To begin with, it is important to check current medications and make sure they are not negatively affecting a person’s sleep. For example, sedating medications during the day may cause a person with dementia to sleep or nap too much, resulting in more awake time at night. Or a diuretic offered too late in the day might be causing extra nighttime urination.

As a caregiver, you may simply want to know: “Isn’t there a medication we can give in the evening, to help my parent sleep better at night?”

It’s true that sleeping pills, sedatives, and tranquilizers exist, and they are often prescribed to help keep people with dementia quieter at night. These include antipsychotics like olanzapine, risperidal, and quetiapine, benzodiazepines such as lorazepam and temazepam, sleeping medications like zolpidem, or even over-the-counter sleep aids (which usually contain some form of sedating anti-histamine).

Unfortunately, all these medications are likely to cause concerning side-effects in people with dementia, namely worsening cognition and increased fall risk. The antipsychotics have also been associated with a higher risk of dying. Last but not least, comprehensive scientific review articles conclude that in clinical trials, these drugs do not conclusively improve sleep.

Hence, the recommendation of experts in geriatrics is that these medications should generally be avoided, and only used as a last resort once behavioral approaches (e.g. setting a routine, more walking, etc.) have been tried.

That said, there are a few medications that may be less risky, and are sometimes used:

  • Melatonin: Melatonin is a hormone involved in the sleep-wake cycle. A Scottish study found that 2mg of melatonin nightly improved the sleep of people with Alzheimer’s. However, in the U.S. melatonin is sold as a poorly-regulated supplement, and studies have found that commercially sold supplements are often of questionable quality and purity. So melatonin may work less reliably here than in Europe.
  • Trazodone: Trazodone is an older weak anti-depressant that is mildly sedating. It has long been used by geriatricians as a “sleeping pill” of choice, as it seems to be less risky than the alternatives. A small 2014 study found that trazodone improved sleep in Alzheimer’s patients.

To summarize, although medications are often used to manage sleep problems in dementia, most of them are pretty risky. So it’s better to avoid sedatives until you’ve exhausted all other options.

Non-drug approaches like plenty of outdoor light, regular exercise, a stable routine, optimizing chronic conditions, and checking for pain often help. Plus, these usually improve the person’s quality of life overall.

What have you found helpful for sleep problems related to dementia? Share your suggestions with us in the comments below.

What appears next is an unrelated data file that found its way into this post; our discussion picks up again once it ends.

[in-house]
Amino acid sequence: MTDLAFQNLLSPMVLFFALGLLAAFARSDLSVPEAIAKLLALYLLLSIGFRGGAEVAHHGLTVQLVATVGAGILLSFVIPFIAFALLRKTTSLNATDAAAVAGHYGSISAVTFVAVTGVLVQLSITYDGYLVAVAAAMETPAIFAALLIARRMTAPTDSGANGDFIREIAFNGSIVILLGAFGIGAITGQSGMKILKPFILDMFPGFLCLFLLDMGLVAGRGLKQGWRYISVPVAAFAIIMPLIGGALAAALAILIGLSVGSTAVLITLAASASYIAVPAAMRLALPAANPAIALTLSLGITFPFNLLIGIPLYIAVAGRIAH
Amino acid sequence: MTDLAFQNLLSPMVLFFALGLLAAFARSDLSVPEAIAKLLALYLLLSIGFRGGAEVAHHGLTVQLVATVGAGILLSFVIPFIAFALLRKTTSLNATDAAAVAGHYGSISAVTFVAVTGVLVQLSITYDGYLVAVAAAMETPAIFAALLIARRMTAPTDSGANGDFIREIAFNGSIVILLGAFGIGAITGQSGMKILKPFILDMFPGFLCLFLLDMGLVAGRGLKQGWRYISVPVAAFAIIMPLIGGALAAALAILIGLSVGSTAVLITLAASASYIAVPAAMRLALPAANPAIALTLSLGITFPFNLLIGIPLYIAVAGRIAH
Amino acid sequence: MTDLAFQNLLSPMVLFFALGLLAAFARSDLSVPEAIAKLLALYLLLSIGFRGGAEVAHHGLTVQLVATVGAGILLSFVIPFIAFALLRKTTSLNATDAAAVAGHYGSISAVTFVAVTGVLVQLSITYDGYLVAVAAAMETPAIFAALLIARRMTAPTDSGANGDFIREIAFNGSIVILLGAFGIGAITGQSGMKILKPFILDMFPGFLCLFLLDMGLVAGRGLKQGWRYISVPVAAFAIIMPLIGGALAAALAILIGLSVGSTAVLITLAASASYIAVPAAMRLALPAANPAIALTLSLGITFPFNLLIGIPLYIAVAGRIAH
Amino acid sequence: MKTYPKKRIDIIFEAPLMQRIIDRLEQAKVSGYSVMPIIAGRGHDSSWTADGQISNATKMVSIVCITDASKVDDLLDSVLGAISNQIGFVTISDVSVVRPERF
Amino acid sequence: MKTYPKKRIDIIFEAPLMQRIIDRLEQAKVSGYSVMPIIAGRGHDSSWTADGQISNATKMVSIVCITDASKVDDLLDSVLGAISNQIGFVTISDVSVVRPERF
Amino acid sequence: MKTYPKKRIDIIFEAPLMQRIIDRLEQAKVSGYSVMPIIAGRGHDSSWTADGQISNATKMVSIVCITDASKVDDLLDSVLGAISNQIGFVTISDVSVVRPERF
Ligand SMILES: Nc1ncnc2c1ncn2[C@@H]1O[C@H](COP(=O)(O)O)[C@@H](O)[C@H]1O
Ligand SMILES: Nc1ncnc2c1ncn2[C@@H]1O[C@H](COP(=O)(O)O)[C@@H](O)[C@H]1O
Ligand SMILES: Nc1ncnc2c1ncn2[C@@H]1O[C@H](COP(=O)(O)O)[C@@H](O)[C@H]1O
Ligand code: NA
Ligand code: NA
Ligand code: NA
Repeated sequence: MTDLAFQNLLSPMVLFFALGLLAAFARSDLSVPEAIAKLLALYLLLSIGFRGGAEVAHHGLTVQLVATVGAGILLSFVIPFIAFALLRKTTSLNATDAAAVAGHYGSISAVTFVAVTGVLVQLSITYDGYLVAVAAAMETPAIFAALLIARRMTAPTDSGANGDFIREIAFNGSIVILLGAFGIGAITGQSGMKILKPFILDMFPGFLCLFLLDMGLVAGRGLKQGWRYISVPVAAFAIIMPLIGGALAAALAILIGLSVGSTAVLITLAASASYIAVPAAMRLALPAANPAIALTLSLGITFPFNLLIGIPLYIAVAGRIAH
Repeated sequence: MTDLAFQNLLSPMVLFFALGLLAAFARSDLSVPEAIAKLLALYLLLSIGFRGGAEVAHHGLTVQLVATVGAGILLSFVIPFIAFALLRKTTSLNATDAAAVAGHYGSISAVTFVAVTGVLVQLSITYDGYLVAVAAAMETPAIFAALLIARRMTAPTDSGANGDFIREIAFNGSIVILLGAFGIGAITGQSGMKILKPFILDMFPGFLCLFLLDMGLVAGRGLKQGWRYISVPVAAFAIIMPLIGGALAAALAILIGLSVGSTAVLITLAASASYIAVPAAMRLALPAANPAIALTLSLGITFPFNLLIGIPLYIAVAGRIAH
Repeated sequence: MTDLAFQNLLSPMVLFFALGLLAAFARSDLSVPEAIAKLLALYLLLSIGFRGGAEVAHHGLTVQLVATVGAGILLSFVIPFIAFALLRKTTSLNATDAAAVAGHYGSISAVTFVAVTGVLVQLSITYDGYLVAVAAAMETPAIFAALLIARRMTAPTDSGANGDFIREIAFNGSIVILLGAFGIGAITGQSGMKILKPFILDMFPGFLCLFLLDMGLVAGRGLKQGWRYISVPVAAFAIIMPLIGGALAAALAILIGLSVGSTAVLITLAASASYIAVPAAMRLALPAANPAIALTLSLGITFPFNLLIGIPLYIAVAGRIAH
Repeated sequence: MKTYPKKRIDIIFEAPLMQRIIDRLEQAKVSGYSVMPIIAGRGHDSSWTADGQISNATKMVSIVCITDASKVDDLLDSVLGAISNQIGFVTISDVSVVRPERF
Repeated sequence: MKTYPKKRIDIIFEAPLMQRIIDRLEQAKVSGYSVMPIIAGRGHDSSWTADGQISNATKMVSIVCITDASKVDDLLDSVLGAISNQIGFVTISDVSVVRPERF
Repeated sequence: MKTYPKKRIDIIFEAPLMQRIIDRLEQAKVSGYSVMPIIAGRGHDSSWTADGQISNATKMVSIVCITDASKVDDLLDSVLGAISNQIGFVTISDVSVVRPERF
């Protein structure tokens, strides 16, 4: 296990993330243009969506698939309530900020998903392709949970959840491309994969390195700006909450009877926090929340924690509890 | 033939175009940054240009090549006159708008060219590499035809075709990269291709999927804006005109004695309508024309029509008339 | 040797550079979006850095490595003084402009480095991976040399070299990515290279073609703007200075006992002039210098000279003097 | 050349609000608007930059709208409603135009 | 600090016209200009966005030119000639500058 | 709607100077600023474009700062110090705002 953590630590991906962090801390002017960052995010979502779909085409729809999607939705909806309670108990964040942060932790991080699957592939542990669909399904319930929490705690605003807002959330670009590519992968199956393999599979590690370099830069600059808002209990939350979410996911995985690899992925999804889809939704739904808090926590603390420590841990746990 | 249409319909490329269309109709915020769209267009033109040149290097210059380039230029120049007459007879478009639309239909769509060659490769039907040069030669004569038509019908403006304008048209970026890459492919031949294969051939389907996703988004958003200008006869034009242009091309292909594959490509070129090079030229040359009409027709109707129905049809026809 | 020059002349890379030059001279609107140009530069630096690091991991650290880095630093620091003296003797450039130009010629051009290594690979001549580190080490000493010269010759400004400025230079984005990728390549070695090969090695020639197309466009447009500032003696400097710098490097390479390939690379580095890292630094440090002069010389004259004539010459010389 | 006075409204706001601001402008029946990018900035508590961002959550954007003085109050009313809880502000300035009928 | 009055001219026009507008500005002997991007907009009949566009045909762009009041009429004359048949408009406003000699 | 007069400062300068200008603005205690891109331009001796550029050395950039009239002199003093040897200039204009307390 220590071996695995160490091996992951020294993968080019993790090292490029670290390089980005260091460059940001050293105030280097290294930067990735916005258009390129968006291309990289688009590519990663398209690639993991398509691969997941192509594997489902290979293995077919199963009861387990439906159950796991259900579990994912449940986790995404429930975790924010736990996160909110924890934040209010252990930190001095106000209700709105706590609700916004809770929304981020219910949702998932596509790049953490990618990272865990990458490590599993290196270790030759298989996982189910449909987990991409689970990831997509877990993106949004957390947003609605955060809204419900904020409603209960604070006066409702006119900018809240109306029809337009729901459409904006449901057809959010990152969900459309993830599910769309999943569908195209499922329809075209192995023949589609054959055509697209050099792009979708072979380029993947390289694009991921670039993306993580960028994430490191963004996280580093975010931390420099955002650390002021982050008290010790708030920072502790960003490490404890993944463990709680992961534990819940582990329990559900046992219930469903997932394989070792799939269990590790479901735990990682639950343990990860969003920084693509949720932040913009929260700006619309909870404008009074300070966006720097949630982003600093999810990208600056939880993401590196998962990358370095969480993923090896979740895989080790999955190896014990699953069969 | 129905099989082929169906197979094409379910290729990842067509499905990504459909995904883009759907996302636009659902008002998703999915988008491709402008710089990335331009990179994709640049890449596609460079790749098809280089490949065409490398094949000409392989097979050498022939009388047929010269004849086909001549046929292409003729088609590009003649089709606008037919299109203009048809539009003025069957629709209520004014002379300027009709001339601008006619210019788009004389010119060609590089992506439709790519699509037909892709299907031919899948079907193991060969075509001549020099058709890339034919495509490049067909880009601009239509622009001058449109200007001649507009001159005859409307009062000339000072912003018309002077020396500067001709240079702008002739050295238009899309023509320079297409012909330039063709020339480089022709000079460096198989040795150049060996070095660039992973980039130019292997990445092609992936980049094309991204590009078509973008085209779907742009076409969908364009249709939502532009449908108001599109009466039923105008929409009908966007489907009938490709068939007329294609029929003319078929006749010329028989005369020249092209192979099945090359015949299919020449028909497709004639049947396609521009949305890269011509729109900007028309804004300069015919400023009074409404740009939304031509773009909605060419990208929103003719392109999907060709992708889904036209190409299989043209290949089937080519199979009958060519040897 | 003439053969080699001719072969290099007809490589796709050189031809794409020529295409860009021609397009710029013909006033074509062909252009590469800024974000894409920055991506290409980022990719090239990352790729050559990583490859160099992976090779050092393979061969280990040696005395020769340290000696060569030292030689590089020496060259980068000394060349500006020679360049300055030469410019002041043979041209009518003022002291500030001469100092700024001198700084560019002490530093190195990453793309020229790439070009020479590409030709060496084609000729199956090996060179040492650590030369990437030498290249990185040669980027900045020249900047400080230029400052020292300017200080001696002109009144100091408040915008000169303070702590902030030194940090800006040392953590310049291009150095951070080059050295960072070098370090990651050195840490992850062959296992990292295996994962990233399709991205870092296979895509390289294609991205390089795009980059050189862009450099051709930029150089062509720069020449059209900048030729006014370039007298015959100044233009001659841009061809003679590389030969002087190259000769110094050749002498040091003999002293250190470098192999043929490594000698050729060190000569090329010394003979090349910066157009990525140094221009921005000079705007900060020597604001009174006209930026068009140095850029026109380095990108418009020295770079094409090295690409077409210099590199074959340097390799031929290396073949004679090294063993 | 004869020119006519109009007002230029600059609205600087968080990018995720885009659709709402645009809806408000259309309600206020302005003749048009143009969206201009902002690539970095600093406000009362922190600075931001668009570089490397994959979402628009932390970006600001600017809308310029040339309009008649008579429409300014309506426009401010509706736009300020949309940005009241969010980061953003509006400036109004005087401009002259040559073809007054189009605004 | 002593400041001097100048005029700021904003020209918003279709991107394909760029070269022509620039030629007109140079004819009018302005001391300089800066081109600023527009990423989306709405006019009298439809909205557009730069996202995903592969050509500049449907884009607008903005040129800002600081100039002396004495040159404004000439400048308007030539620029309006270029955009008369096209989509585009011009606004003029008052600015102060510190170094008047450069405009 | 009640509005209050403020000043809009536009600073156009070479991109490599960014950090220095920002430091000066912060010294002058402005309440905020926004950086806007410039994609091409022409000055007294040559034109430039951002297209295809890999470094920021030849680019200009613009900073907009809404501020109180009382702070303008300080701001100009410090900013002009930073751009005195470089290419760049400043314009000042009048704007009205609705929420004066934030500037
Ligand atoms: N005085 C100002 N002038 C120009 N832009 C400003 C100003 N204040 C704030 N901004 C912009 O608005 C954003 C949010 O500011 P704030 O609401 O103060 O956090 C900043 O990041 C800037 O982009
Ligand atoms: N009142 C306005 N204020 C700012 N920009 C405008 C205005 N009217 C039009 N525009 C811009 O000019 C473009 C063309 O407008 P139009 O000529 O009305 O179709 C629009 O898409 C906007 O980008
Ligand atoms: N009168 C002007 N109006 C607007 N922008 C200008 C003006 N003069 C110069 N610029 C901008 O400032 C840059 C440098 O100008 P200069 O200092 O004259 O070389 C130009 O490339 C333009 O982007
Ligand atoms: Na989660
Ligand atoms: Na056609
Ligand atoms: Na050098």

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Leslie Kernisan, MD MPHAbout the Author

Leslie Kernisan, MD, is a practicing geriatrician who believes that it shouldn’t be so hard for older adults and families to get the right kind of help with health concerns. For more practical tips – and to get her free quick guide to checking aging parents – visit her new blog at HelpingOlderParents.com.

Editor Comment

Getting good restorative sleep is important in both treating patients with dementia and helping to prevent it. The deepest stages of sleep is when the brain decides what memories to store long term, does a lot of its house cleaning, and produces important hormones. According to numerous studies in mice, neurons actually shrink in size during deep sleep so cerebral spinal fluid can circulate more rapidly and flush out beta amyloid protein and other toxins that build up from cell metabolism during the day. We just have to extrapolate the mice studies to humans, because examining their brains would kill patients.

Besides writing at Modern Health Talk, I work with Dr. Bruce Meleski at Intelligent Sleep, a sleep wellness center in Austin, and I’d like to add perspective on Melatonin, referencing Dr. Russel J. Reiter and his book on the topic. Reiter is a professor at the University of Texas Health Science Center in San Antonio and is often referred to as the father of Melatonin.

Besides being the body’s most powerful antioxidant, Melatonin regulates the circadian rhythm and promotes sleep in response to darkness and the day/night cycle. Actually, it’s the blue part of the light spectrum between 450-500 nm that the pineal gland responds to, so avoiding all blue light at night helps. In the morning, bright sunlight or full-spectrum artificial lights suppresses Melatonin production to also help regulate the circadian rhythm.

I recently learned that the amount of Melatonin we produce decreases significantly with age, so taking supplements are advised. But Melatonin also has a half-life of only about an hour, so can help you fall asleep but not necessarily stay asleep. My pharmacy buddies recommend a long-lasting, time-release version, and that’s what my wife and I take. Because supplements lack rigid FDA oversight, make sure you get Melatonin from a reputable source.